2.3. Data Extraction and Quality Assessment
Two researchers evaluated all the titles and abstracts. Then they assessed the selected full-text articles for eligibility. This work was then reevaluated and confirmed by a senior researcher. The measured outcomes of all eligible publications can be divided into two categories: ① short-term outcomes (operation time, estimated blood loss, transfusion, length of hospital stay, morbidity, and mortality); ② oncological outcomes (tumor size, margin distance, R0 resection, recurrence, and survival). The postoperative morbidity was cataloged according to the Clavien-Dindo classification. Minor complication refers to Grade I and Grade II complications, and major complication includes Grade III to V complications.
2.4. Subgroup Analysis
Because the different levels of hepatectomy can lead to different outcomes, and major hepatectomy is a technically dependent and time-consuming procedure, subgroup analyses were carried out according to surgical extensions. Included studies were assigned to 3 subgroups: minor hepatectomy, mixed hepatectomy, and major hepatectomy.
2.5. Statistical Analysis
The risk ratio (RR) was utilized to analyze the dichotomous variables, and the weighted mean difference (WMD) was utilized to assess the continuous variables. If the study provided medians and ranges instead of means and standard deviations (SDs), we estimated the means and SDs as described by Hozo et al. . Heterogeneity was evaluated by Cochran’s statistic and Higgins statistic . If data was not significantly heterogeneous ( or < 50%), the pooled effects were calculated using a fixed model. Otherwise, the pooled effects were calculated using a random model. The hazard ratios (HRs) of a 5-year overall survival rate (OS) and a 5-year disease-free survival rate (DFS) were used with a generic inverse variance meta-analysis. The log HR and its SE were estimated using the method introduced by Tierney et al. . According to the overall morbidity, potential publication bias was determined by carrying out an informal visual inspection of funnel plots. A two-tailed value of was considered significant. All statistical tests were performed with Review Manager version 5.1 (The Cochrane Collaboration, Oxford, England).
3.1. Search Results and Baseline Characteristics
The last search was performed on September 20, 2017. A total of 968 potential published articles were initially identified from the search. Of these, 63 articles were selected based on their titles and abstracts, and a full examination of the texts was performed. Further 37 papers were excluded, after being read thoroughly, due to (1) including non-HCC cases (), (2) focusing on recurrent HCC (), (3) robot-assisted hepatectomy (), (4) overlap patient cohorts (), or (5) nonmatched comparative studies (). Then 26 studies were selected for quality assessment, and 6 studies were excluded by a modified MINORS score < 12 [15–20]. Finally, 20 studies were selected for final meta-analysis [21–40]. A flow chart of the search strategies, which contains reasons for excluding studies, is elucidated in Figure 1. The details of the selection process, which included the references of excluded studies and the MINORS assessments of low-quality studies, could be found in Supplementary Materials (available here).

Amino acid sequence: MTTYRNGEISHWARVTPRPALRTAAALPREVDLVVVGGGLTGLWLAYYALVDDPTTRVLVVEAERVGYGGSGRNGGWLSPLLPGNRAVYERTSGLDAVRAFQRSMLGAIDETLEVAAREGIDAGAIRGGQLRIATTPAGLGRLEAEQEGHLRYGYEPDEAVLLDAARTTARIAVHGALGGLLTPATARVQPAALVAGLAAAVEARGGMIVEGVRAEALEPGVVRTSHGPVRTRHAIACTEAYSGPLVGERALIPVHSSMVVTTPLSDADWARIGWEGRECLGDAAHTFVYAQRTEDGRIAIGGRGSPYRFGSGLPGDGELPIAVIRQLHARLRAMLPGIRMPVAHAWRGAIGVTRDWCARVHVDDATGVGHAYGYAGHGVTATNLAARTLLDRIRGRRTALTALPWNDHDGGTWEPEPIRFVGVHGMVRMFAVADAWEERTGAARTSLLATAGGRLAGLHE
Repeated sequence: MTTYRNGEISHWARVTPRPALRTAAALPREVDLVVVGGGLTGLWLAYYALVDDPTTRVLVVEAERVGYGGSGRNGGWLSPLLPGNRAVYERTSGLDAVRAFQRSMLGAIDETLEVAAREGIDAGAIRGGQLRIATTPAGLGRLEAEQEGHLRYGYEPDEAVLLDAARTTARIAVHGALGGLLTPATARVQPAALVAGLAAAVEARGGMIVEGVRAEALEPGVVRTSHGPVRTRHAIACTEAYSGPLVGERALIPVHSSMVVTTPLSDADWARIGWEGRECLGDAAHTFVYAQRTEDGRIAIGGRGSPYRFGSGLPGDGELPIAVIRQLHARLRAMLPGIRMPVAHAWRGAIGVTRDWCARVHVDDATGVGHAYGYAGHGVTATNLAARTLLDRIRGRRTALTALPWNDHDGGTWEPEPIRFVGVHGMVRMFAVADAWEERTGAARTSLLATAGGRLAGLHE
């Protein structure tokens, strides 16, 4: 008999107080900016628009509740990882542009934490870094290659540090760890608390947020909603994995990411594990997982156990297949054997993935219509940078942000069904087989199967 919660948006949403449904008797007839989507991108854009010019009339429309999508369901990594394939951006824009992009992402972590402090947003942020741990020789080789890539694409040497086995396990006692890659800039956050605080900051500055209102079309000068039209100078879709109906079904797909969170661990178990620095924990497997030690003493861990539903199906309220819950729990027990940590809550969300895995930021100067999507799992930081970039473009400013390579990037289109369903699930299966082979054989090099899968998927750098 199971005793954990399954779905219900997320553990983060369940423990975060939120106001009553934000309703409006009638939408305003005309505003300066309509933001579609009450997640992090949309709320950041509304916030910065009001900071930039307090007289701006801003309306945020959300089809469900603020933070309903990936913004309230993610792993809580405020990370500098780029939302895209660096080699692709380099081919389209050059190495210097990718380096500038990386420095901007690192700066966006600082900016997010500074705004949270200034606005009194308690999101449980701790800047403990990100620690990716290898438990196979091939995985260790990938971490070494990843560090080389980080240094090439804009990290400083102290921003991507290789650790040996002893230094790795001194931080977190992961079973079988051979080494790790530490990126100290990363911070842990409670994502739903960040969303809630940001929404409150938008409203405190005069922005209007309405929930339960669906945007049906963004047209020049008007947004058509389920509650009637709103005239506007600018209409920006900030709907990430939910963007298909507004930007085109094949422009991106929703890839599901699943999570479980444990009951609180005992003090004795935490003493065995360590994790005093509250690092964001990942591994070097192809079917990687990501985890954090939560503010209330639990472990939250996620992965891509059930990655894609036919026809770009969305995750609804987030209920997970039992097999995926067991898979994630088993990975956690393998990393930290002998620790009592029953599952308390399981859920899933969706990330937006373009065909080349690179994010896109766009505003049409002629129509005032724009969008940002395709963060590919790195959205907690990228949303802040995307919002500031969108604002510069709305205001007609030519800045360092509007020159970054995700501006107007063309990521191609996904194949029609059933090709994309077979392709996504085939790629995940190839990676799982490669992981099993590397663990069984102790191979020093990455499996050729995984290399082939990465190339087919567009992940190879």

3.2. Study Characteristics
A total of 830 patients were included in the analysis with 388 undergoing LH (46.8%) and 442 undergoing OH (53.2%). The characteristics of these included studies are summarized in Table 1. Studies were well matched in terms of age, gender, ASA classification, body mass index (BMI), tumor size, and surgical extension. Eight studies reported only minor hepatectomy, and three studies focused on major hepatectomy, whereas the remaining nine studies included both minor and major hepatectomy. The majority of studies graded morbidity according to the Clavien-Dindo classification, with the study by Lee et al. being the only exception . The assessments of the NRCTs are illustrated in Table 2. Each trial received more than 12 points (the maximum possible score is 16) and was considered to be of the highest quality (see Supplementary Materials).
CCM: case by case matching; PSM: propensity score matching; E: conversion cases were excluded from the studies; NA: not available.
① Consecutive patients, ② prospective data collection, ③ reported endpoints, ④ unbiased outcome evaluation, ⑤ appropriate controls, ⑥ contemporary groups, ⑦ groups equivalent, ⑧ sample size.
3.3. Meta-Analysis of Short-Term Outcomes
3.3.1. Operation Time
Operative time was reported in all studies [21–40]. Statistically significant between-study heterogeneity was identified in all subgroups (, = 87.2%). There was no significant difference between the groups’ operation times (Table 3). However, in the subgroup of major hepatectomy, the overall effect size of the mean operation time was significantly longer in LH than that in OH (WMD = 77.93 min, 95% CI: 40.45~115.41, ).
WMD: weighted mean difference; RR: risk ratio; F: fixed; R: random.